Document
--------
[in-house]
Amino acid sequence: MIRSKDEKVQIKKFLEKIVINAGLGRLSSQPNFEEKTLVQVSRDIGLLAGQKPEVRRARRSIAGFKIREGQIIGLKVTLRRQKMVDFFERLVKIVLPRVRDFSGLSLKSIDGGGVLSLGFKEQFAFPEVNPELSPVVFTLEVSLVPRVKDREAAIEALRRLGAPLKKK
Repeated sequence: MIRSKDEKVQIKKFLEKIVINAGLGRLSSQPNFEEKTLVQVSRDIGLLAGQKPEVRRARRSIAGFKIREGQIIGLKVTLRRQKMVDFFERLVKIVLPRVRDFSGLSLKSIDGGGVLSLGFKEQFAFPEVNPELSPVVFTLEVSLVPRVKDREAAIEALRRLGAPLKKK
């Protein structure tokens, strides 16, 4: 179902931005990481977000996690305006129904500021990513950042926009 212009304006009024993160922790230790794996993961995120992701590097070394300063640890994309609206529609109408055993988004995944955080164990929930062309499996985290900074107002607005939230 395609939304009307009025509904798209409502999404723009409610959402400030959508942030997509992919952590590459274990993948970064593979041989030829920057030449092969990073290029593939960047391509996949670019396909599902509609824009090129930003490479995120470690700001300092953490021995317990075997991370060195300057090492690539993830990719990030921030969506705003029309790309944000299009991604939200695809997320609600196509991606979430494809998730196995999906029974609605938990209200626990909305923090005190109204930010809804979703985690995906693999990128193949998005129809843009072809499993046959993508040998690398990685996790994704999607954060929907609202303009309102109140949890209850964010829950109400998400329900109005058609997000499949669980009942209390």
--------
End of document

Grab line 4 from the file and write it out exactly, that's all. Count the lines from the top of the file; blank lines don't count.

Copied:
């Protein structure tokens, strides 16, 4: 179902931005990481977000996690305006129904500021990513950042926009 212009304006009024993160922790230790794996993961995120992701590097070394300063640890994309609206529609109408055993988004995944955080164990929930062309499996985290900074107002607005939230 395609939304009307009025509904798209409502999404723009409610959402400030959508942030997509992919952590590459274990993948970064593979041989030829920057030449092969990073290029593939960047391509996949670019396909599902509609824009090129930003490479995120470690700001300092953490021995317990075997991370060195300057090492690539993830990719990030921030969506705003029309790309944000299009991604939200695809997320609600196509991606979430494809998730196995999906029974609605938990209200626990909305923090005190109204930010809804979703985690995906693999990128193949998005129809843009072809499993046959993508040998690398990685996790994704999607954060929907609202303009309102109140949890209850964010829950109400998400329900109005058609997000499949669980009942209390």